Cody Woman Will Stand Trial For Toddler’s Death, With Or Without Key Witnesses

Carolyn Aune, who is accused with Moshe Williams in the “gut punch” death of Williams' 2-year-old daughter, will begin her trial April 17 despite a prosecutor's concerns that his most important witnesses can't attend the trial.

Clair McFarland

March 21, 20234 min read

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(Cowboy State Daily Staff)

After two years of being prosecuted, the Cody woman accused of murdering her boyfriend’s toddler will get her trial next month.  

Carolyn Aune and her boyfriend Moshe Williams were charged together in April 2021 after Williams brought his 2-year-old daughter to the emergency room in Cody with life-threatening injuries.  

The girl died days later, and law enforcement recommended a first-degree murder charge for both Aune and Williams, who vaguely implicated one another in police interviews, according to court documents.  

Jack Hatfield, Park County deputy attorney, argued in Park County District Court on Thursday  that  Aune’s April 17 trial be delayed, because six of his key witnesses could not attend.  

‘Gut Punch’ 

One of the witnesses, whom Hatfield described as the most essential, is Dr. Stephen Cina, the forensic examiner who determined that the toddler had died from the blunt-force trauma of a “gut punch” that dislodged her bowels and infected the rest of her body.  

She also had had a leg amputated after she lost circulation while she was unresponsive.

“As a practical matter the state cannot do a murder trial without the pathologist that performed the autopsy,” Hatfield said Thursday. “It’s a physical impossibility. It can’t happen.” 

Cina is having a major surgery this month and will be recovering and unable to work in April, according to the prosecutor’s victim/witness coordinator.  

“The state doesn’t see how it can be required to go forward April 17 without the one absolutely essential witness,” said Hatfield. 

True Availability 

Judge Bobbi Overfield in a Friday order denied Hatfield’s request to postpone the trial, saying that however much the prosecutor’s office needs its witnesses, it has not issued subpoenas for them.  

“The state has made no effort to secure the presence of their witnesses by issuing or requesting issuance of subpoenas from the court,” said Overfield. “The true and actual availability of these particular witnesses cannot be known if they are not being required to appear.”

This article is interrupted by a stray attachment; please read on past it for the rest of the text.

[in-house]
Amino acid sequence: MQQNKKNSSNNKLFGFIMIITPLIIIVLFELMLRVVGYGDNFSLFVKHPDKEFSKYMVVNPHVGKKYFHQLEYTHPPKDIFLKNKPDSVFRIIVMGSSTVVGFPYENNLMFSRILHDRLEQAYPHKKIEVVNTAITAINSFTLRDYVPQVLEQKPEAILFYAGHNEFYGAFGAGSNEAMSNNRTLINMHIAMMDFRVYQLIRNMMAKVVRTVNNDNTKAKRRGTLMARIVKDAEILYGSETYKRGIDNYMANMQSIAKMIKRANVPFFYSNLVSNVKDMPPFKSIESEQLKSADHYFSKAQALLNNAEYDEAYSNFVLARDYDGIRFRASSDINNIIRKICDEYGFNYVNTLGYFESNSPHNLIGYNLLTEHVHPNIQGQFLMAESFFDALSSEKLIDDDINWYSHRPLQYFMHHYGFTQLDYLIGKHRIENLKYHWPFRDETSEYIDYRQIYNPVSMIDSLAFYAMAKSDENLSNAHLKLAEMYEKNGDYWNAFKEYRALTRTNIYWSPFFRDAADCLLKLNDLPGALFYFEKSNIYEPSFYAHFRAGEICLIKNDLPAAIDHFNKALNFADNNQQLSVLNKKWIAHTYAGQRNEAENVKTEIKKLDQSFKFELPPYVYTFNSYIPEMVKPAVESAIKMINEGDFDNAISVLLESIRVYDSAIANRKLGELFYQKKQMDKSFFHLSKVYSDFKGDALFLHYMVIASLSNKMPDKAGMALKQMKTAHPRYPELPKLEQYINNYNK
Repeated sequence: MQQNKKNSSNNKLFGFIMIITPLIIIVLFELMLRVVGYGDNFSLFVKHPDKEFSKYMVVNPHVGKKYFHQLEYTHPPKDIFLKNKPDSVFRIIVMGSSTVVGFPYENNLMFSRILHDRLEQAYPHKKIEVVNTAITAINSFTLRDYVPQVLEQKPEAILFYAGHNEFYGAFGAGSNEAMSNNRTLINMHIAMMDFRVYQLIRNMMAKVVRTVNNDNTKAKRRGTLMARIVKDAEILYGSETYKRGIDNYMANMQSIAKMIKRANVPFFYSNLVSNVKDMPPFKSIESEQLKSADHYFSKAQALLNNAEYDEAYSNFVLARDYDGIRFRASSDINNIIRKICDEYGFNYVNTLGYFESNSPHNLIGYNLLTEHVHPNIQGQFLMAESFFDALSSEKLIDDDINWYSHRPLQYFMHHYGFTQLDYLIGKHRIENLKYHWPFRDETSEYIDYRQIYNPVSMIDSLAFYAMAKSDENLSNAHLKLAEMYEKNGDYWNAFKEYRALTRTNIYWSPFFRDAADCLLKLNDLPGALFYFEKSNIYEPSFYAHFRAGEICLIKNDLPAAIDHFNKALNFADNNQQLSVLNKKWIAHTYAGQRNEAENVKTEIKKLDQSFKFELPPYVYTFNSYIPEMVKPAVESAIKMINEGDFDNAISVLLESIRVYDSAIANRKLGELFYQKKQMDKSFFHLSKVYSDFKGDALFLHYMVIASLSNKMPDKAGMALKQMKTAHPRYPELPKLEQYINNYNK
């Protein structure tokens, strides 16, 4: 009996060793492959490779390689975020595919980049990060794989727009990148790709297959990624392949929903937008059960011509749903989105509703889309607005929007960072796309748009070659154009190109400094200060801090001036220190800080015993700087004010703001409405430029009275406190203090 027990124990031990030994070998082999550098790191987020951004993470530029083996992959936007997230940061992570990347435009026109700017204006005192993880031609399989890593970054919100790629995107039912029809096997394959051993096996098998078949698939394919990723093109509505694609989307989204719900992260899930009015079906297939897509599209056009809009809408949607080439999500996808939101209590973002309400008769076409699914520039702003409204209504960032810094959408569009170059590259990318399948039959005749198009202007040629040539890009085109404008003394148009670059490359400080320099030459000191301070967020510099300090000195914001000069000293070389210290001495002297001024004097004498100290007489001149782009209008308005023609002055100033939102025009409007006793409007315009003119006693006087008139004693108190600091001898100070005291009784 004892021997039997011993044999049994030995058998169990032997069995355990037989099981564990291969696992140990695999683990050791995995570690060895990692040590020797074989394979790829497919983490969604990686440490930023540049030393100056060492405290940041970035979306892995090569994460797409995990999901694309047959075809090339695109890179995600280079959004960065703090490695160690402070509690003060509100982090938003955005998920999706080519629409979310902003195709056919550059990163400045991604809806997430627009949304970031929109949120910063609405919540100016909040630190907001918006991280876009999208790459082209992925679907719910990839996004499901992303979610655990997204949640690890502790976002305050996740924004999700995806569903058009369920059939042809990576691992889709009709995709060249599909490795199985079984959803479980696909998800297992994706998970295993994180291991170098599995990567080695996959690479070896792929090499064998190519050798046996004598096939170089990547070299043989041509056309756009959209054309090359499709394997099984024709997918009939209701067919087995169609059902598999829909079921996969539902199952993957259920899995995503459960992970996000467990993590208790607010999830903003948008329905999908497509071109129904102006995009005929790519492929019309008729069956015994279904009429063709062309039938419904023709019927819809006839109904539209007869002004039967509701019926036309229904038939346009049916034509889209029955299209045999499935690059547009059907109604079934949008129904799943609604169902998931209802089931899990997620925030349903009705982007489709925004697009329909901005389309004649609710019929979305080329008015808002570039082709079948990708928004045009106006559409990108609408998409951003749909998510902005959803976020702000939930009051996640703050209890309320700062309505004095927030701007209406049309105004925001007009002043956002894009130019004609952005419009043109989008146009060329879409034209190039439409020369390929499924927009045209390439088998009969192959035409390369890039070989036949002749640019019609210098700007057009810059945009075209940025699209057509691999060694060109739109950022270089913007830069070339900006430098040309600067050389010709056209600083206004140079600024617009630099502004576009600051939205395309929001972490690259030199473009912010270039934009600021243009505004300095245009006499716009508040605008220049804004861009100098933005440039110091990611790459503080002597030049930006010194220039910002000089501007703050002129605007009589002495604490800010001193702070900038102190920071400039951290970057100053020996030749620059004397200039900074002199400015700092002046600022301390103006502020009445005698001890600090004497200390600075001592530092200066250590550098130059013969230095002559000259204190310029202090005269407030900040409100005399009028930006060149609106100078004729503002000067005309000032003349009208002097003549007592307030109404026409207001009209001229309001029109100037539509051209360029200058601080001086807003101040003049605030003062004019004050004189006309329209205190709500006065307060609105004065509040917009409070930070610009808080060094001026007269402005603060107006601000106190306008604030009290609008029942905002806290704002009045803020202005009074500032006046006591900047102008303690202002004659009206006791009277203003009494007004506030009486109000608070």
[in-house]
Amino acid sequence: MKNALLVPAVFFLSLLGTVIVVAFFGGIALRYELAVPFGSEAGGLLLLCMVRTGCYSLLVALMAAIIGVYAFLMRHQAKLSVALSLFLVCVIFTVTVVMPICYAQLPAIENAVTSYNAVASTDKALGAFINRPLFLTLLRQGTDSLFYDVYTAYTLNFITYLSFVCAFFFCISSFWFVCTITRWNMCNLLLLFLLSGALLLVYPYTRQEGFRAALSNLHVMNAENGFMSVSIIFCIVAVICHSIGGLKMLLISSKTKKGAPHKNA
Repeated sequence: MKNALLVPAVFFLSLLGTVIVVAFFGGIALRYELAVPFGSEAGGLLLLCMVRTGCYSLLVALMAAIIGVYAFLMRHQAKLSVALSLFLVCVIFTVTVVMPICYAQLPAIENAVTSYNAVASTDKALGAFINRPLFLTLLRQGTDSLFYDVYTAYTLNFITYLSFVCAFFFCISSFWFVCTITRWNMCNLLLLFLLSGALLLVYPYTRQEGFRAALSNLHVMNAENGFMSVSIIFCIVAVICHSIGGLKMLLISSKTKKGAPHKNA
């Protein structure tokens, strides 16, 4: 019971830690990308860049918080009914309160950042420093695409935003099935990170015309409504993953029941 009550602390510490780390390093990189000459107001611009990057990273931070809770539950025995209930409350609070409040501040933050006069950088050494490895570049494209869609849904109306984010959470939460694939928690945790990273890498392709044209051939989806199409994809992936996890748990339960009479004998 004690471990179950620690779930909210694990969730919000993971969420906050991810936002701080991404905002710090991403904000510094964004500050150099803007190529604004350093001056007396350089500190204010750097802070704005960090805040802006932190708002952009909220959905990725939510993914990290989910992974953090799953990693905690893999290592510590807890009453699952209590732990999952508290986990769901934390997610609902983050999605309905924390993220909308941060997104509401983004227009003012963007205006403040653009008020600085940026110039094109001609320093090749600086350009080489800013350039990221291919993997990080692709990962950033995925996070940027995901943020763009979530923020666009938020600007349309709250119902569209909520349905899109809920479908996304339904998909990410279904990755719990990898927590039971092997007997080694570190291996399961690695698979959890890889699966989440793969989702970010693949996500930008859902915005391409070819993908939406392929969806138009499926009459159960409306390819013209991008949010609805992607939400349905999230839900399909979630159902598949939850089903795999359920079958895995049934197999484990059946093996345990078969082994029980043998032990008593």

The other witnesses who said they were unable to appear include other doctors, a former police officer and a child abuse expert.  

Stay Apart 

Overfield also denied Hatfield’s request to rejoin Aune’s and Williams’ separate prosecutions into one simultaneous trial. 

The pair were originally charged together, but when Williams asked to pause his prosecution to determine if he had mental health issues, Overfield separated their cases to account for the different paces at which they were moving.  

Overfield on Thursday declared Williams is sane enough to face trial.  

But in her order declining to rejoin the two cases, the judge said making Williams’ defense attorneys prepare for a murder trial within a month could be demanding enough to compromise his right to “proper representation.”   

Williams also has other “outstanding motions,” or other unresolved case communications to address before going to trial.  

The prosecutor had argued when requesting to rejoin the cases that keeping them apart likely would require that the second trial be transferred to a different court because it would be difficult to find an impartial jury in a county that had just seen the first of two trials in the same murder.  

Hatfield also argued that having two trials on the same alleged murder would make for a “duplicative” use of time, court resources and witness availability.  

Overfield when denying his request said she took those matters into consideration.  

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Clair McFarland

Crime and Courts Reporter